Innovation is a hot topic these days. We ourselves have billed innovation as “the fuel that powers technological progress” in our industry. You’d think, with the industry’s first 65nm FPGA family rolling into production, we’d be saluting another salvo of innovation and inspiration from the world’s largest FPGA company. We are, of course, but even more than that, we’re chronicling the execution of an equally important factor in high-tech success – learning. In their introduction of V5, Xilinx has shown us all that they’re a company that learns – learns from their successes, learns from their mistakes, and learns from their competitors. All this learning has manifested itself in the technology of Virtex-5, the marketing of Virtex-5, and the introduction of Virtex-5.
First, the expected. Virtex-5 is Xilinx’s not-too-long awaited (it’s here sooner than we expected) 65nm sequel to their current 90nm Virtex-4 flagship FPGA family. As Virtex-4 passes that flag to the next generation, we’ll see the things one normally expects in such a transition. It turns out that Mr. Moore’s string of over four decades of precise prognostication is not over yet. Virtex-5 has more logic (a lot of it), more speed, uses less power, and will cost less than previous generations of FPGAs. How much better in all these critical areas? By the numbers – 65%, 30%, 35%, and 45%. There. We’re all done now, right? No complaints of burying the headline this time. We’ve spilled the beans in paragraph two and there’s really no need to read on unless you want some insight beyond the marketing-driven myopia of press release perfection.
Still with us? That “[more]” link is coming up fast, so you’ll have to make a decision. Do you want to know about the new underlying logic structure, the architectural changes for shorter, more predictable routing delays, the additional family member, and what exactly the word “unveils” means this time? You’ll have to bite the bullet and click to get the answers. Have we learned from the TV cliffhangers? Are we selling out to our own marketing department? Are our editors now being paid by the word?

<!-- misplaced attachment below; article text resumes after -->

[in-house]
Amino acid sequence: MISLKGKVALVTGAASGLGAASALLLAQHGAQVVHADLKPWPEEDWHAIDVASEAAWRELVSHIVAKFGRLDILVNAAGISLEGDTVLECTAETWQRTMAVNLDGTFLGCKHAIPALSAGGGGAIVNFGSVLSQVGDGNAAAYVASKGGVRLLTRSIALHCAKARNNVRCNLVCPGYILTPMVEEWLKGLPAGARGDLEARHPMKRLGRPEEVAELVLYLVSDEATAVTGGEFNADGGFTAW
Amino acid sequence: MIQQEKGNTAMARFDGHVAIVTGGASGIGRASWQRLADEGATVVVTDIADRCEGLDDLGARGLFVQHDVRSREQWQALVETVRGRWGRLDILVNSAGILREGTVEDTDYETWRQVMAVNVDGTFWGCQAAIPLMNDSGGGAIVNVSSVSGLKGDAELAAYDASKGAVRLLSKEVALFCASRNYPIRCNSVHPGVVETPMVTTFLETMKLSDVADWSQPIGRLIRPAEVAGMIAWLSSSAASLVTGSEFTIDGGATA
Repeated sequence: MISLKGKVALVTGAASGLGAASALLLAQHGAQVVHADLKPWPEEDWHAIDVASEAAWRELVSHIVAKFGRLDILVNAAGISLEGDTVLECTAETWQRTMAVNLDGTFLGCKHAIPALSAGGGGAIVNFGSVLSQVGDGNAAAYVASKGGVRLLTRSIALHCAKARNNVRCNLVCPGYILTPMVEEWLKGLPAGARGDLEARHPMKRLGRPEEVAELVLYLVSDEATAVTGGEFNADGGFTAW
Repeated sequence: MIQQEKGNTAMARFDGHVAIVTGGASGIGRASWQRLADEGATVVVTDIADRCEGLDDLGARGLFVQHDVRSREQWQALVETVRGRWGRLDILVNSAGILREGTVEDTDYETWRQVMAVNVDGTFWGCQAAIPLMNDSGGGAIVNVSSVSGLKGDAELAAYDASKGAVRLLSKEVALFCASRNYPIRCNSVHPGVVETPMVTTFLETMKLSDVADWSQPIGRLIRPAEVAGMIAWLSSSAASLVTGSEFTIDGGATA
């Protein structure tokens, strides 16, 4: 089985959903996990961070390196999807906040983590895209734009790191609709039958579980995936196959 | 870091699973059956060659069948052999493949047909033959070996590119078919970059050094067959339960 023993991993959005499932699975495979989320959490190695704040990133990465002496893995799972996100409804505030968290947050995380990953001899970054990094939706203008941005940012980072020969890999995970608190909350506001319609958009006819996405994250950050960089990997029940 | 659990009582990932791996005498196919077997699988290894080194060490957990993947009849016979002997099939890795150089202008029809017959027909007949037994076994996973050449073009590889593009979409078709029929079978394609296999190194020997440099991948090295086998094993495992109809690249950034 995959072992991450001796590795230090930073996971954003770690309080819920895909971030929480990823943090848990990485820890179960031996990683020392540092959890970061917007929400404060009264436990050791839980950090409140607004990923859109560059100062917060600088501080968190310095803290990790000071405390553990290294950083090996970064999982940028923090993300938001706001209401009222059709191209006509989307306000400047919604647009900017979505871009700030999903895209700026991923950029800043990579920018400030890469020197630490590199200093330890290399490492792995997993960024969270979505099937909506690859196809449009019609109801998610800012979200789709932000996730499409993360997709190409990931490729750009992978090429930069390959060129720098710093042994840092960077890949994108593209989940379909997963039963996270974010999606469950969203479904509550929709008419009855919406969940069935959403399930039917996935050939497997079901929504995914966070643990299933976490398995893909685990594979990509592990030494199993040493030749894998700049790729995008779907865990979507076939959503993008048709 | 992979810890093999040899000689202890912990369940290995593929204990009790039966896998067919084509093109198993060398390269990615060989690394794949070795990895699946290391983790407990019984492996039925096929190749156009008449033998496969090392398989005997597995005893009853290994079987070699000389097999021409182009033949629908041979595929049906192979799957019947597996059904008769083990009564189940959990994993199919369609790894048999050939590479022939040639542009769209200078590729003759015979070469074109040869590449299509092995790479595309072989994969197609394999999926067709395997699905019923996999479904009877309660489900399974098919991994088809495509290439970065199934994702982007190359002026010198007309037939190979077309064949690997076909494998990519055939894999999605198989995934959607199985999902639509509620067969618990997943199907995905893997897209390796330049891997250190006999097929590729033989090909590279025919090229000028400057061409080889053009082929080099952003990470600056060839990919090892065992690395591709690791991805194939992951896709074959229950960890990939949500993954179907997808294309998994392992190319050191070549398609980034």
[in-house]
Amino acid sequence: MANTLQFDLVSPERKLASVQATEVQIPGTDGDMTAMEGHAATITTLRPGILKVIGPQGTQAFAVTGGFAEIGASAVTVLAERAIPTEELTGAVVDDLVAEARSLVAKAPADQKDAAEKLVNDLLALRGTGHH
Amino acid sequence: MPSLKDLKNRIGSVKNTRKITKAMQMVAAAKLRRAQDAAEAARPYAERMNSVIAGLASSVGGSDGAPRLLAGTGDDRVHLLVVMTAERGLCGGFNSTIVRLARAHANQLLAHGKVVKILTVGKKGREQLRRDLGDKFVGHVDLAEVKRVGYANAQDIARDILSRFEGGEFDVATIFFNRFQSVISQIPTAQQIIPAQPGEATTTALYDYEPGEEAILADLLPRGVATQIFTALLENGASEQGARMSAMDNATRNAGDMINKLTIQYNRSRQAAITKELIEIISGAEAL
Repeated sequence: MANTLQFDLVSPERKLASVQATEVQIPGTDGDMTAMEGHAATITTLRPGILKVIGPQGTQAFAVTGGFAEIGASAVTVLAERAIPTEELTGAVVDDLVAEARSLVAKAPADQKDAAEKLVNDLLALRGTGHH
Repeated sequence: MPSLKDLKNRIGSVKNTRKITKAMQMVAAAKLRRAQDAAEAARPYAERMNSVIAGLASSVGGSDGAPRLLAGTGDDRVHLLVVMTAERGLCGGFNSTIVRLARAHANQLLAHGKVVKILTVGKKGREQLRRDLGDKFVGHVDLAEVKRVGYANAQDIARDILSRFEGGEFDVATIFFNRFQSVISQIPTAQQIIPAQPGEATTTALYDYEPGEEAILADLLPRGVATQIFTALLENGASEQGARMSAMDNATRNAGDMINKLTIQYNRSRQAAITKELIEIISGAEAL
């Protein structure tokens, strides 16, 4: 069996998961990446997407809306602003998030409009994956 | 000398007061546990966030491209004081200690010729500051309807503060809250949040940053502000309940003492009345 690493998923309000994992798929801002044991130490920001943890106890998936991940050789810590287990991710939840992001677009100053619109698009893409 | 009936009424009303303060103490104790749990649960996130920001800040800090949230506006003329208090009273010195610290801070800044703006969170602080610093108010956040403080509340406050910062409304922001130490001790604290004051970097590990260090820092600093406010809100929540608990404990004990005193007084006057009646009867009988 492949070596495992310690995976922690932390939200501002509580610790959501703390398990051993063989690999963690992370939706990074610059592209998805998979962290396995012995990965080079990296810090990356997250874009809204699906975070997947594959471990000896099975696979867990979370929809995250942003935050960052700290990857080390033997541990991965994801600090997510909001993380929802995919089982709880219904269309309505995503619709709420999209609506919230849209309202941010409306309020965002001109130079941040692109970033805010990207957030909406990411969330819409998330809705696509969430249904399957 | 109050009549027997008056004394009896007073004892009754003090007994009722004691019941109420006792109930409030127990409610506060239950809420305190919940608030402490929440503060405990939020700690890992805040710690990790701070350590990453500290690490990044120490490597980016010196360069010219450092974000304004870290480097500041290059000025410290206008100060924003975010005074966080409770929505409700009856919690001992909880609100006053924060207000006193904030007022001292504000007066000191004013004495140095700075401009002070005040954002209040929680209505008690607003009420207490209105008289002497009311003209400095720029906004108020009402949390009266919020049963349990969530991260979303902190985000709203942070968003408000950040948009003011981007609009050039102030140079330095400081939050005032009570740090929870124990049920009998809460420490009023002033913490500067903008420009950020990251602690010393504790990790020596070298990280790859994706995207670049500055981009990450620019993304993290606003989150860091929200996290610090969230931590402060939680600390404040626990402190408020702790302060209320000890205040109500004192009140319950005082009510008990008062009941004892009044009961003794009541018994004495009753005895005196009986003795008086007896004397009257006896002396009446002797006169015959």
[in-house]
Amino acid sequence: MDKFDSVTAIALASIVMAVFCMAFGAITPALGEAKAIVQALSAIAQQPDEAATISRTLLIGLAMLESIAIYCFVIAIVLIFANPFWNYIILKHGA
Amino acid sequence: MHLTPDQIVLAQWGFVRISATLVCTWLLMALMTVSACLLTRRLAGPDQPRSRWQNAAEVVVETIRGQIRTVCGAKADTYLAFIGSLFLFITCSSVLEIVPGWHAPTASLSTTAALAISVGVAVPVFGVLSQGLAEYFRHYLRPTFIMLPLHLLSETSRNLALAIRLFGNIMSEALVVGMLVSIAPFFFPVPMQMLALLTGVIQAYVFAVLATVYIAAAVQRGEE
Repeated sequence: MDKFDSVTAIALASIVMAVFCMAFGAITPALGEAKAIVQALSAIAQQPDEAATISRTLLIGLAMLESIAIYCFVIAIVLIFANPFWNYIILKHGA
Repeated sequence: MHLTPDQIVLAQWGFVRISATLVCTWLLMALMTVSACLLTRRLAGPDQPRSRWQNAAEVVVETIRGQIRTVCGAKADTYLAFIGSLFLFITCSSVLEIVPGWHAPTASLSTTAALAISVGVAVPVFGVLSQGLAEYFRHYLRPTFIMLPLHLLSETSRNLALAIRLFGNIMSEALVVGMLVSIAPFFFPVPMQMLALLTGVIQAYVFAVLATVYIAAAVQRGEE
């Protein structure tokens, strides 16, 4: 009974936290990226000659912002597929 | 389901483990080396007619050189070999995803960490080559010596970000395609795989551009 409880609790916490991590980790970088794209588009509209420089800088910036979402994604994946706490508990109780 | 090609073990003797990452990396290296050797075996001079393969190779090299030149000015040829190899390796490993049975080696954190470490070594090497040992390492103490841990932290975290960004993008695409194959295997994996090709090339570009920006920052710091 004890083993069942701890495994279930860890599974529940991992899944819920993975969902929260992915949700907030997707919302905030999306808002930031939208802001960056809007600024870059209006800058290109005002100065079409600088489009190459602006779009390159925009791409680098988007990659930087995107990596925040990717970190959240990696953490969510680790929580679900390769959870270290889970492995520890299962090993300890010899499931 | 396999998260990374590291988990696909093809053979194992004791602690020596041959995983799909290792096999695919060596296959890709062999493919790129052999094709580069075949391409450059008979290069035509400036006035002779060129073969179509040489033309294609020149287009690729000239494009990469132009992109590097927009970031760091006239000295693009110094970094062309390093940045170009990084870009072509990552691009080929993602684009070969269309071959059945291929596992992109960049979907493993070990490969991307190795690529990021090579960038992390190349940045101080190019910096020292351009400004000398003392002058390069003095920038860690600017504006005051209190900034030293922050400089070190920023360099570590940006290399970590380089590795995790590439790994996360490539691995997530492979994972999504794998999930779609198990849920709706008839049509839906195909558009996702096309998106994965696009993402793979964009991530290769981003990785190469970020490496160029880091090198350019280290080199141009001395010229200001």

Let’s get the important stuff out of the way first. We’re really happy that the new family is called Virtex-5. We were worried. We had Virtex, Virtex-II (no surprises so far) then Virtex-II Pro (Ok, strange – were the other families all for amateurs?), then, whoops, Virtex-4. What happened to Virtex-3? Speculation ran rampant. Were we doubling the number each time? Would the new family be Virtex-8? Would we double back and pick up Virtex-III because we forgot it the first time? Would we switch back to Roman numerals from Arabic and get “VV”? Would we drop back to the “Pro” way of thinking and get, perhaps, Virtex-4 “Executive Edition?”
For those who have become jaded and cynical from previous FPGA family announcements, we should cover what “unveils” means in the context of Virtex-5. In the past, the word “unveiled” could represent anything from an early disclosure of a planned architecture for a family that would be shipping in a couple of years to an almost-after-the-fact admission that a new technology had been in early customers’ hands for months already. In the case of Virtex-5, we’re happily closer to the latter. The LX version of the Virtex-5 family is shipping now and has been in early customers’ hands for at least long enough for a couple of them to catch a flight to the announcement party, recounting their early experiences and showing off sample boards with the new devices convincingly soldered into place – LEDs blazing.